Christian Mysticism eBook

This eBook from the Gutenberg Project consists of approximately 407 pages of information about Christian Mysticism.

[Footnote 308:  This “mystic paradox” has been mentioned already.  It is developed at length in the Meditations of Diego de Stella.  Fenelon says that it is found in Cassian, Gregory of Nazianzus, Augustine, Anselm, “and a great number of saints.”  It is an unfortunate attempt to improve upon Job’s fine saying, “Though He slay me, yet will I trust in Him,” or the line in Homer which has been often quoted—­[Greek:  en de phaei kai olesson, epei ny toi euaden outos.] But unless we form a very unworthy idea of heaven and hell, the proposition is not so much extravagant as self-contradictory.]

[Footnote 309:  The doctrine here condemned is Manichean, says Fenelon rightly.]

[Footnote 310:  St. Bernard (De diligendo Deo, x. 28) gives a careful statement of the deification-doctrine as he understands it:  “Quomodo omnia in omnibus erit Deus, si in homine de homine quicquam supererit? Manebit substantia sed in alia forma.” See Appendix C.]

[Footnote 311:  The Archbishop of Paris, the Bishop of Meaux (Bossuet), and the Bishop of Chartres.]

[Footnote 312:  If two beings are separate, they cannot influence each other inwardly.  If they are not distinct, there can be no relations between them.  Man is at once organ and organism, and this is why love between man and God is possible.  The importance of maintaining that action between man and God must be reciprocal, is well shown by Lilienfeld, Gedanken ueber die Socialwissenschaft der Zukunft, vol. v. p. 472 sq.]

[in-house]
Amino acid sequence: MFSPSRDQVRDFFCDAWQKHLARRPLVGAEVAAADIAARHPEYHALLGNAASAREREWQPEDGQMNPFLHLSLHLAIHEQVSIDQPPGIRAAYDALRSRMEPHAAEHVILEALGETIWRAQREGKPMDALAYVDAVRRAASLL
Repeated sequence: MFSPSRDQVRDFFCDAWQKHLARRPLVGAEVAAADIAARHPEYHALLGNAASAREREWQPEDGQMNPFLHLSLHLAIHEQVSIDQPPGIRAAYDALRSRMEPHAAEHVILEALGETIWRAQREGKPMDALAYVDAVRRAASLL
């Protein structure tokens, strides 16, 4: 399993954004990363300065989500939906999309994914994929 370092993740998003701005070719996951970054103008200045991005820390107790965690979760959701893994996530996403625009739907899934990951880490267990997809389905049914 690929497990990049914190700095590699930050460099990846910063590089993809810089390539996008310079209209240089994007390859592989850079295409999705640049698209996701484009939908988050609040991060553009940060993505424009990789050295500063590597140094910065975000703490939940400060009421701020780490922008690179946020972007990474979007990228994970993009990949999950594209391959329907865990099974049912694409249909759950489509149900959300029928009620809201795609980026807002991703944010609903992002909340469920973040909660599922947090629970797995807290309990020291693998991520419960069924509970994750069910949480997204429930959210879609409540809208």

[Footnote 313:  “Thought was not,” says Wordsworth of one in a state of rapture; and again, “All his thoughts were steeped in feeling.”]

[Footnote 314:  E.g., he writes to Madame Guyon, “Je n’ai jamais hesite un seul moment sur les etats de Sainte Therese, parceque je n’y ai rien trouve, que je ne trouvasse aussi dans l’ecriture.”  It is doubtful whether Bossuet had really read much of St. Teresa.  Fenelon says much more cautiously, “Quelque respect et quelque admiration que j’aie pour Sainte Therese, je n’aurais jamais voulu donner au public tout ce qu’elle a ecrit.”]

[Footnote 315:  Of course there is a sense in which this is true; but I am speaking of the way in which it was understood by mediaeval Catholicism.]


[Greek:  En pasi tois physikois enesti ti thaumaston; kathaper Herakleitos legetai eipein; einai kai entautha theous.]

ARISTOTLE, de Partibus Animalium, i. 5.

                          “What if earth
    Be but the shadow of heaven, and things therein
    Each to other like, more than on earth is thought?”


“God is not dumb, that He should speak no more. 
If thou hast wanderings in the wilderness,
And find’st not Sinai, ’tis thy soul is poor;
There towers the mountain of the voice no less,
Which whoso seeks shall find; but he who bends,
Intent on manna still and mortal ends,
Sees it not, neither hears its thundered lore.”

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Christian Mysticism from Project Gutenberg. Public domain.
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